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Indian family, who had come to trade in a canoe from Caylen,

2023-12-05 22:53:45 [way] source:Chariots and horses to fill the door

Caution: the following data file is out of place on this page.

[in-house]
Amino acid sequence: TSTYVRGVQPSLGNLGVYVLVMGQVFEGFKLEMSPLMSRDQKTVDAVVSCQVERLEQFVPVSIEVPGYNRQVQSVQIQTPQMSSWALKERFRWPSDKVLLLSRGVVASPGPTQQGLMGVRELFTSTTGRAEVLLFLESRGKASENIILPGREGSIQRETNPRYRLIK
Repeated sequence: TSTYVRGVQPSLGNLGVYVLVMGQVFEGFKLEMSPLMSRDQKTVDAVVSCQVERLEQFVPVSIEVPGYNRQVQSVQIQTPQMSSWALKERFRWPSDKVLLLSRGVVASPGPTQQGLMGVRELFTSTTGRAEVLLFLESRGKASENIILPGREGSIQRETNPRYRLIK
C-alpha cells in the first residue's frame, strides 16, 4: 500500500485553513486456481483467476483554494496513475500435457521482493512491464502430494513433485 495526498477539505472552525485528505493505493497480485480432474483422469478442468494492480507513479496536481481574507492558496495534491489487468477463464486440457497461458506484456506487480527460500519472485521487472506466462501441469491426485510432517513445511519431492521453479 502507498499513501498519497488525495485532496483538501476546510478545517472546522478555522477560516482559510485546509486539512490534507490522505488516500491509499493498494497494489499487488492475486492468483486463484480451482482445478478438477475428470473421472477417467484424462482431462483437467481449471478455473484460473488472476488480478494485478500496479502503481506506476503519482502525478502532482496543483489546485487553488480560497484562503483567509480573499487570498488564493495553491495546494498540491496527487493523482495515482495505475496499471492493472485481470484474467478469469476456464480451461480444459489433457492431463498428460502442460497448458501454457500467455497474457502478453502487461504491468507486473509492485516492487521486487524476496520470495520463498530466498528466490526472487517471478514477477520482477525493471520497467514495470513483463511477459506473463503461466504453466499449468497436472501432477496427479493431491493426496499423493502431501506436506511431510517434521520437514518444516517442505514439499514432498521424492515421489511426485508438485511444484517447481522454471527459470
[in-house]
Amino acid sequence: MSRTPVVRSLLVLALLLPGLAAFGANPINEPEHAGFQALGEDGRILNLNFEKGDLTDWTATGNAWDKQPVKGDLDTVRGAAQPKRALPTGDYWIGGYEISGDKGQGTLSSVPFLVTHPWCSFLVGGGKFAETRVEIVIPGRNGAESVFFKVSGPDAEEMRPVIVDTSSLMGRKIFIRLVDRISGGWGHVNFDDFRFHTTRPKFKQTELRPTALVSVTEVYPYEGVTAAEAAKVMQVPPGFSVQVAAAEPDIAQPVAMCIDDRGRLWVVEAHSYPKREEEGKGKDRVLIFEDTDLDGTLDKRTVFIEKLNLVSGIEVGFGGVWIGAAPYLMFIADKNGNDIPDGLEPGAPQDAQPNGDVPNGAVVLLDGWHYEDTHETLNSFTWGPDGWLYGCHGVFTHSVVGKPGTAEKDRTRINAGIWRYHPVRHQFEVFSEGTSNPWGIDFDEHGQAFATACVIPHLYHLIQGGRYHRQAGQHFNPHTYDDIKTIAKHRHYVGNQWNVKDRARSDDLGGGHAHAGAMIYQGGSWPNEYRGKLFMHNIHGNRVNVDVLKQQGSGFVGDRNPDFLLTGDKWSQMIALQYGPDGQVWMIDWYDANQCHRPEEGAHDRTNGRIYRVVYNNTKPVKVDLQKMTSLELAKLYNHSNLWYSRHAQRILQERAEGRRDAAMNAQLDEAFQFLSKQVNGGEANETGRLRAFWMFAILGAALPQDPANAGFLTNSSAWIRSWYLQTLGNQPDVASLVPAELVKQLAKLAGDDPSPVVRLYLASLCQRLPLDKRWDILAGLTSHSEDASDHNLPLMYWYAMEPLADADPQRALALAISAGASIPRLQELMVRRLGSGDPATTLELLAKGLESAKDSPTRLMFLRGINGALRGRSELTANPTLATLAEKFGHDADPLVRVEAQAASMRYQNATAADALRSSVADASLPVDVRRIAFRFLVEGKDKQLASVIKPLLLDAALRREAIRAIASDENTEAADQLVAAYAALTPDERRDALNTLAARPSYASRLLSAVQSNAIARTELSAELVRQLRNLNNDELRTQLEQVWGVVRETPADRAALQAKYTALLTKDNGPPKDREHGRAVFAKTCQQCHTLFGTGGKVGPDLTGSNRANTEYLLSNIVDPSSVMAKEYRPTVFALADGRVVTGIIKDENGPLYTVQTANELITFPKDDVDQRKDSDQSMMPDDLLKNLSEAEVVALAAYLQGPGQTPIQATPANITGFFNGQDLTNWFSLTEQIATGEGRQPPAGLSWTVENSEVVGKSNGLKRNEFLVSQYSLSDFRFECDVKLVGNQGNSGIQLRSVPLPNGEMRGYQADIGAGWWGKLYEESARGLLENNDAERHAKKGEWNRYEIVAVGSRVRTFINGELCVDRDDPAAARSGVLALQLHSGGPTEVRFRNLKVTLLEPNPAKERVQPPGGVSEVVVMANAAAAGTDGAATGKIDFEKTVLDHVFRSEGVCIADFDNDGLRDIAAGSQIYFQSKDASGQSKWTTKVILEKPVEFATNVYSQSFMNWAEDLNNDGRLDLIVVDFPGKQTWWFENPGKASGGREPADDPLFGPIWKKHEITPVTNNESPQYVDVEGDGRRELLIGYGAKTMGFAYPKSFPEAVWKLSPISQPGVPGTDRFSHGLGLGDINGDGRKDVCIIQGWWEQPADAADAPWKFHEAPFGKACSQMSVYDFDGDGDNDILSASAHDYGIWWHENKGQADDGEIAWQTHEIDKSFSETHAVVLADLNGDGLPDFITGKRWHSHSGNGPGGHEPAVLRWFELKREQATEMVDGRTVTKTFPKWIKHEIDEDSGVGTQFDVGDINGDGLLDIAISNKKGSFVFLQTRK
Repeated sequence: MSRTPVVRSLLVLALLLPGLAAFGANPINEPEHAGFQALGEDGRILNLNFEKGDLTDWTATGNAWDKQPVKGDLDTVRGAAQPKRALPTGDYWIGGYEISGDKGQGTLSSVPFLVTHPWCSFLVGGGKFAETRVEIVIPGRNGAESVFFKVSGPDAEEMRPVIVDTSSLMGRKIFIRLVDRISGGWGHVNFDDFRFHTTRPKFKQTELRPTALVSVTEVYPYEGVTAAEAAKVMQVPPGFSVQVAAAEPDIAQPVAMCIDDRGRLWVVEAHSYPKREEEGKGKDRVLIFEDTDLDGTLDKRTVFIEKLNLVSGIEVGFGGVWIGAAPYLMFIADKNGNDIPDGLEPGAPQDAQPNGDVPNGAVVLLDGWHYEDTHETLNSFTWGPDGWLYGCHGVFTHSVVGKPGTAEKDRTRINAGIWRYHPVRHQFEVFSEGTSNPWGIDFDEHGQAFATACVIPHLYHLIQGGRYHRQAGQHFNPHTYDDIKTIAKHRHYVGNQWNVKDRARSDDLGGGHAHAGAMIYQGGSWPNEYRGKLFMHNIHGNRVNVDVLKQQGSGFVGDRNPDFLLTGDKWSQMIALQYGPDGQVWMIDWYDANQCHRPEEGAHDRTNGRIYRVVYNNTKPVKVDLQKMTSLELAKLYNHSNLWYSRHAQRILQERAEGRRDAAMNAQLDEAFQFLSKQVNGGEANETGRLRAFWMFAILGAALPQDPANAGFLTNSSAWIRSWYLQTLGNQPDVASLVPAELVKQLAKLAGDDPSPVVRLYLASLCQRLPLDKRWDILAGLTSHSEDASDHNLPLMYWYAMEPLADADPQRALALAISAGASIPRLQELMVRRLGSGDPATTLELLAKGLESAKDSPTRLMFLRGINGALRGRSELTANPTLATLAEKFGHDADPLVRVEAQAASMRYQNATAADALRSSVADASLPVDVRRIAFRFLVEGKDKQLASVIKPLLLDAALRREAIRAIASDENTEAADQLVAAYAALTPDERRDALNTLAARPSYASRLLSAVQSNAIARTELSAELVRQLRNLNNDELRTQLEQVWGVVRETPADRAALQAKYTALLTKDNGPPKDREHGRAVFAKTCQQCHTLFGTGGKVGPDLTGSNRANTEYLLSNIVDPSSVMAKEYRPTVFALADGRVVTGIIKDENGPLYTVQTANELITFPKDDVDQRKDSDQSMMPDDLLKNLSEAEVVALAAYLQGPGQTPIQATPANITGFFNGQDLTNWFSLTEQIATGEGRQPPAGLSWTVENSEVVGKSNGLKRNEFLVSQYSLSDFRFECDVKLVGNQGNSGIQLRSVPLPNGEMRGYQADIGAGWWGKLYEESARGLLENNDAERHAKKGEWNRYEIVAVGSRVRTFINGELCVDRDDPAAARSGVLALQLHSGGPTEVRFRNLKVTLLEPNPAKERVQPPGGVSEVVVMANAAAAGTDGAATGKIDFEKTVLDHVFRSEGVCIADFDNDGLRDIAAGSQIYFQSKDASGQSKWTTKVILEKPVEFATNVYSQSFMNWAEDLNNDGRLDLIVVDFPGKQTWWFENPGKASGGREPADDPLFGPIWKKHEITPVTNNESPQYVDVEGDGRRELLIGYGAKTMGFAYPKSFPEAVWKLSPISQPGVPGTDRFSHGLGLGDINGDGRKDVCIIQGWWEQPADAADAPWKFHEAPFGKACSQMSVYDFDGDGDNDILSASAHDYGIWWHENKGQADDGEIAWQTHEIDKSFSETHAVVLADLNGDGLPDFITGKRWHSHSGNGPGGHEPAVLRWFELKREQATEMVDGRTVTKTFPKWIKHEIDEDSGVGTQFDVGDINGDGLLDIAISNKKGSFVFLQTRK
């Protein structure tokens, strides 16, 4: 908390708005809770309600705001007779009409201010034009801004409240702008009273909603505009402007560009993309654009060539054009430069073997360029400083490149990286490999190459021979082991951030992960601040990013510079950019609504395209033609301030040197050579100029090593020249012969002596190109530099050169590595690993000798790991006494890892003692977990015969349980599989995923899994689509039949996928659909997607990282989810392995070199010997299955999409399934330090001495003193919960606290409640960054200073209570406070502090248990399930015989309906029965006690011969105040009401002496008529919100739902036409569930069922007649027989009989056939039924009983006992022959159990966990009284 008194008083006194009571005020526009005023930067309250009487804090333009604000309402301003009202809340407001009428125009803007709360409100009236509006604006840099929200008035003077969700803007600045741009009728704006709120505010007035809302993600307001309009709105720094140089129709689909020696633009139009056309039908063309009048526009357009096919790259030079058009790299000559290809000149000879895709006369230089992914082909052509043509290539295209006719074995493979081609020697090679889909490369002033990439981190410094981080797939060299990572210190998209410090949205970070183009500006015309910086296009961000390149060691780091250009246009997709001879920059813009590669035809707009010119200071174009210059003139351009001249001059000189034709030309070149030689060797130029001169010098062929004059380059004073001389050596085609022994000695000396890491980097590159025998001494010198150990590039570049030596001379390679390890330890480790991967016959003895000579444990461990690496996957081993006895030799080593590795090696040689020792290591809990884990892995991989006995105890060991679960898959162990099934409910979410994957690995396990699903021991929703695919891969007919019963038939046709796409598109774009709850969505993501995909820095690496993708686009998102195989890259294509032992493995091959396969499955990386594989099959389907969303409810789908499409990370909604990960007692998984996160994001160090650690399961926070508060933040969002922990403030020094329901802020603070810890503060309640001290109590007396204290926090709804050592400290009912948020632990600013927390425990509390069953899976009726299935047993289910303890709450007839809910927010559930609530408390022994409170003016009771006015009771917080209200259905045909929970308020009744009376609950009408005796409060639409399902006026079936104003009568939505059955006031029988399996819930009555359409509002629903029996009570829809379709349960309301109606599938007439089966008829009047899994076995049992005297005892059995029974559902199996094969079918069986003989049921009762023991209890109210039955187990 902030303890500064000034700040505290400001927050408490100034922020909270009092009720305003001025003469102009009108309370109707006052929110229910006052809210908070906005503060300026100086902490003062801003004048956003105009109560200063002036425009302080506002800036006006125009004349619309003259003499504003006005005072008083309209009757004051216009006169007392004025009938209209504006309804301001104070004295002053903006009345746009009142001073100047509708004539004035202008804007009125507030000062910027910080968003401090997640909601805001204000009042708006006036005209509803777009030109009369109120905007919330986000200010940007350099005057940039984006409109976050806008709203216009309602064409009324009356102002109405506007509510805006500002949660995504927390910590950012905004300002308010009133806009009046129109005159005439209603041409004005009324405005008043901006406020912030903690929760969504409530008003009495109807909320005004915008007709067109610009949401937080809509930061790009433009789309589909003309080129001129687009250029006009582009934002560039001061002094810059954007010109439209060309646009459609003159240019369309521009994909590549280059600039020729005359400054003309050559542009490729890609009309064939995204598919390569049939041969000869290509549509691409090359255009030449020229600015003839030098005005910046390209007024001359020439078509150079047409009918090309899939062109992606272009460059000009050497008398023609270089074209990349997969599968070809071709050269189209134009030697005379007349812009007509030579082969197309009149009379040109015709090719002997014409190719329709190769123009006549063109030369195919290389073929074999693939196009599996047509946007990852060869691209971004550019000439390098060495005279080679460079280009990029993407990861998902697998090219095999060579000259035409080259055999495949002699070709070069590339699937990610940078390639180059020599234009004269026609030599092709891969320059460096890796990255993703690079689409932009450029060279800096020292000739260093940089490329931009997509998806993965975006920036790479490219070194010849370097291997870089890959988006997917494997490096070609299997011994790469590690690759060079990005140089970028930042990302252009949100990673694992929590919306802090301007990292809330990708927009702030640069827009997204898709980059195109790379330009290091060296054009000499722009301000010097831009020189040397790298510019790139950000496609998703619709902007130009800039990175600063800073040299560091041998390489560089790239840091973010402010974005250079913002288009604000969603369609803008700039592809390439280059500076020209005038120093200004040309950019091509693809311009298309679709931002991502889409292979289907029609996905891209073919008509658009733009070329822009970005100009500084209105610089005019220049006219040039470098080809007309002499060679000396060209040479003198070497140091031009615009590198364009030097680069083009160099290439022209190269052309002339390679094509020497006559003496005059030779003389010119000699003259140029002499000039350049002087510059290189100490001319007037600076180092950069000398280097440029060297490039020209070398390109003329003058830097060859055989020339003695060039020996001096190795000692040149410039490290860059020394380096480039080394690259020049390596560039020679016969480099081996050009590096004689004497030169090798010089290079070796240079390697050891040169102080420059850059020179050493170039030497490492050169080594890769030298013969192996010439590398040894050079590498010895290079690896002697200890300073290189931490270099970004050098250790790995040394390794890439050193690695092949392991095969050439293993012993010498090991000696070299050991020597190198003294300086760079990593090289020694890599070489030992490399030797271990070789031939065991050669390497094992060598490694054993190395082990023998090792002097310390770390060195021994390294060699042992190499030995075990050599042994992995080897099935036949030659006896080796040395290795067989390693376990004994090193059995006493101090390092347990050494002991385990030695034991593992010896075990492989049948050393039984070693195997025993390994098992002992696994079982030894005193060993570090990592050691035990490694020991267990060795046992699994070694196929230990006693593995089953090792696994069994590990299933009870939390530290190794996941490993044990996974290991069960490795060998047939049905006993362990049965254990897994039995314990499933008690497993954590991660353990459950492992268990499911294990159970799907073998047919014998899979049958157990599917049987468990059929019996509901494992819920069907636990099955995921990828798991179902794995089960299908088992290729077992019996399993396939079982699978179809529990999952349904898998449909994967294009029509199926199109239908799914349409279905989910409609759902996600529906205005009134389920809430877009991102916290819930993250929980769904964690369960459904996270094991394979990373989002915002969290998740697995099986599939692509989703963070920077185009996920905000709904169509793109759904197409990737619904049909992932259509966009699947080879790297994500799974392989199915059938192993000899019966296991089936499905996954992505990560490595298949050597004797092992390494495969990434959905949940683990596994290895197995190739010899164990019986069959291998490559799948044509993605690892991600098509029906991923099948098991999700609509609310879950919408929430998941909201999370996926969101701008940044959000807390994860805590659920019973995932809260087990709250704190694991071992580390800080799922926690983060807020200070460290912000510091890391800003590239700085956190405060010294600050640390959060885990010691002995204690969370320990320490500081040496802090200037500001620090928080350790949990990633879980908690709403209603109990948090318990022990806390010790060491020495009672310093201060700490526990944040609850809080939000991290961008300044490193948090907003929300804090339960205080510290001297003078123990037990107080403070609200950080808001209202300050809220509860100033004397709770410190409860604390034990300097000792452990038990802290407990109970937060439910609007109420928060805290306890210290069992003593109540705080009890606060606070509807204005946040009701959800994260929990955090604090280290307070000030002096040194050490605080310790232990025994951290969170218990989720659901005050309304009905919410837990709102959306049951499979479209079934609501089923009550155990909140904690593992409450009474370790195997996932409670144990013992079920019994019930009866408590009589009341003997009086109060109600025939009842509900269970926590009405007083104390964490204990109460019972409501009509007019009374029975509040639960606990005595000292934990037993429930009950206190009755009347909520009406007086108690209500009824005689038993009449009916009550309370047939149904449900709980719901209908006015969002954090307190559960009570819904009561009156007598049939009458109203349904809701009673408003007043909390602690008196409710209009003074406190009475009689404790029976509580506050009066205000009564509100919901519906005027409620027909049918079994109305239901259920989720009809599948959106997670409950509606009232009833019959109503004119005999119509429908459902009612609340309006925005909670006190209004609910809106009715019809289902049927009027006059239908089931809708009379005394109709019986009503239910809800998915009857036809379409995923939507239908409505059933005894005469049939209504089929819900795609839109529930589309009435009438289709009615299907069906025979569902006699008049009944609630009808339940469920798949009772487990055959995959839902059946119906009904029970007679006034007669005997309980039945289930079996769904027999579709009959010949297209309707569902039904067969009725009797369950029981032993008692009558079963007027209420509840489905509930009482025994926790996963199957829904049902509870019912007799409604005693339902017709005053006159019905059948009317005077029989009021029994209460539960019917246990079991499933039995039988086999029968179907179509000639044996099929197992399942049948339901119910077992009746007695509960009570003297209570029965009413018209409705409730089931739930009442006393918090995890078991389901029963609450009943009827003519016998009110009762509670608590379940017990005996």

Meanwhile. I was informed by despatches and messengers from many sides, that the Parthians and Arabs had approached the town of Antioch in great force, and that a large body of their horsemen, which had crossed into Cilicia, had been cut to pieces by some squadrons of my cavalry and the prntorian cohort then on garrison duty at Epiphanea- Wherefore, seeing that the forces of the Parthians had turned their backs upon Cappadocia, and were not far from the frontiers of Cilicia, I led my army to Anianus with the longest forced marches I could. Arrived there, I learnt that the enemy had retired from Antioch, and that Bibulus was at Antioch. I thereupon informed Deiotarus, who was hurrying to join me with a large and strong body of horse and foot, and with all the forces he could muster, that I saw no reason for his leaving his own do-minions, and that in case of any new event, I would immediately write and send to him. And as my intention in coming had been to relieve both provinces, should occasion arise, so now I proceeded to do what I had all along made up my mind was greatly to the interest of both provinces, namely, to reduce Amanus, and to remove from that mountain an eternal enemy. So I made a feint of retiring from the mountain and making for other parts of Cilicia: and having gone a day's march from Amanus and pitched a camp, on the 12th of October, towards evening, at Epiphanea, with my army in light marching order I effected such a night march, that by dawn on the 13th I was already ascending Amanus. Having formed the cohorts and auxiliaries into several columns of attack--I and my legate Quintus (my brother) commanding one, my legate C. Pomptinus another, and my legates M. Anneius and L. Tullius the rest--we surprised most of the inhabitants, who, being cut off from all retreat, were killed or taken prisoners. But Erana, which was more like a town than a village, and was the capital of Amanus, as also Sepyra and Commons, which offered a determined and protracted resistance from before daybreak till four in the afternoon--Pomptinus being in command in that part of Amanus--we took, after killing a great number of the enemy, and stormed and set fire to several fortresses. After these operations we lay encamped for four days on the spurs of Amanus, near the Arce Alezandri, and all that time we devoted to the destruction of the remaining inhabitants of Amanus, and devastating their lands on that side of the mountain which belongs to my province. Having accomplished this, I led the army away to Pindenissus, a town of the Eleutherocilices. And since this town was situated on a very lofty and strongly fortified spot, and was inhabited by men who have never submitted even to the kings, and since they were offering harbourage to deserters, and were eagerly expecting the arrival of the Parthians, I thought it of importance to the prestige of the empire to suppress their audacity, in order that there might be less difficulty in breaking the spirits of all such as were anywhere disaffected to our rule. I encircled them with a stockade and trench: I beleaguered them with six forts and huge camps: I assaulted them by the aid of earth-works, pent-houses, and towers: and having employed numerous catapults and bowmen, with great personal labour, and without troubling the allies or costing them anything, I reduced them to such extremities that, after every region of their town had been battered down or fired, they surrendered to me on the fifty-seventh day. Their next neighbours were the people of Tebra, no less predatory and audacious: from them after the capture of Pindenissus I received hostages. I then dismissed the army to winter quarters; and I put my brother in command, with orders to station the men in villages that had either been captured or were disaffected.